by Zeke Flores
"Faithful are the wounds of a friend ..." (Proverbs 27:6).
I enjoy being in the company of insightful people with a lighthearted sense of humor. Who doesn't like a jovial conversation just for the sake of having a few laughs? I also like serious discussions about current events, politics, moral issues, and spiritual things even when those with a different viewpoint express their opinions with intensity and passion.
But, usually I don't like conversations where I am being rebuked, scolded, or otherwise called to the carpet for my attitude or actions. Most people are like that: It's just hard to face shortcomings, failings, and sins. But, when I look back on my life, some of my most significant, life changing moments were when I was being admonished by someone who genuinely wanted me to be a better person. Certainly, some of those reprimands were of high spiritual and moral benefit.
There was the time my 6th grade English teacher let me know how much I'd let her down for things I said in class. It was then I really understood the impact of the poster that adorned the wall of our classroom which announced, "I am master of my unspoken word, yet slave to those which should have remained unspoken." Thirty-four years later, I still recall the words on that poster.
Then there was the time when I was 16 and one of my cousins expressed his disappointment in me for some bad decisions I'd made that could carry long-term consequences. I don't see him very often, but whenever I do, I always think of that chat we had on a cloudy Sunday afternoon.
Another time, as a relatively new Christian in my 30's, I was scolded by a brother in Christ for some of the outfits I allowed my daughters to wear. I realized that these people cared enough about me to point out things that others wouldn't.
These conversations were anything but lighthearted, yet the lessons learned have stayed with me even to this day.
The book of Ecclesiastes reminds that "there is an appointed time for everything. And there is a time for every event under heaven ..." (Ecclesiastes 3:1). There is a time when "it is better to listen to the rebuke of a wise man than for one to listen to the song of fools" (Ecclesiastes 7:5). When the apostle Paul wrote to the Galatian churches, he scolded them severely in very strong language for a number of faults they had, yet he asked, "Have I become your enemy by telling you the truth?" (Galatians 4:16). The evident answer was that no, he was not an enemy but a dear friend for pointing out things that would have the greater benefit and longer lasting advantage to them. He expected that when they heard the truth, they would be eager to change, knowing that their souls were at stake.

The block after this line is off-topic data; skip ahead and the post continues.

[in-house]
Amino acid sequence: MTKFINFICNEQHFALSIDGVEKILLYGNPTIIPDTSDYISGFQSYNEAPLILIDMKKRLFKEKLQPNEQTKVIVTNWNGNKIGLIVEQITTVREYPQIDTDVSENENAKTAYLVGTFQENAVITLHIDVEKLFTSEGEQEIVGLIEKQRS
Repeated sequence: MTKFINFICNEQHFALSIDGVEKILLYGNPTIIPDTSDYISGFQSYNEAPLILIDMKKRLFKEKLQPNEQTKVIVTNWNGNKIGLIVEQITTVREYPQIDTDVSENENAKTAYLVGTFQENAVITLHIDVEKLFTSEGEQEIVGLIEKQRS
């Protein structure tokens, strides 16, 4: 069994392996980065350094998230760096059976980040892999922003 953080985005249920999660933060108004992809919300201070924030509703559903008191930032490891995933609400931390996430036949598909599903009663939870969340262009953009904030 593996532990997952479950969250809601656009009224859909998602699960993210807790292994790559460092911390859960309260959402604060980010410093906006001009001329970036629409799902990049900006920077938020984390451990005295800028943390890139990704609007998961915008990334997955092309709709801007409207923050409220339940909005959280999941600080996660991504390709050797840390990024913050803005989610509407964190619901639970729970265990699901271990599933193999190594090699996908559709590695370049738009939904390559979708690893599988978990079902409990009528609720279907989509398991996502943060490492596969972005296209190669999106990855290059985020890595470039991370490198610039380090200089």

Rebuke hurts, but it's helpful when we must correct a course of action or else face undesirable consequences. Preachers and faithful Christians understand this and they attend to the need, sometimes with a toe-stepping sermon or a well-meaning phone call. Unfortunately, too often, loving reproaches are met with "It's none of your business!" or "Why doesn't the preacher ever preach on anything uplifting?" Surely, the old adage is true: The kicked dog howls the loudest!
One poet wrote:
When others give us compliments,
They are so easy to believe;
But it is hard to take rebukes,
Though they are helpful to receive.
Remember that when you're being scolded, either by the preacher in a
sermon, or by a concerned Christian, the aim is not to embarrass or harass you,
but to help you see your error and change before you lose your soul. Truly, "Faithful are the wounds of a friend" (Proverbs 27:6).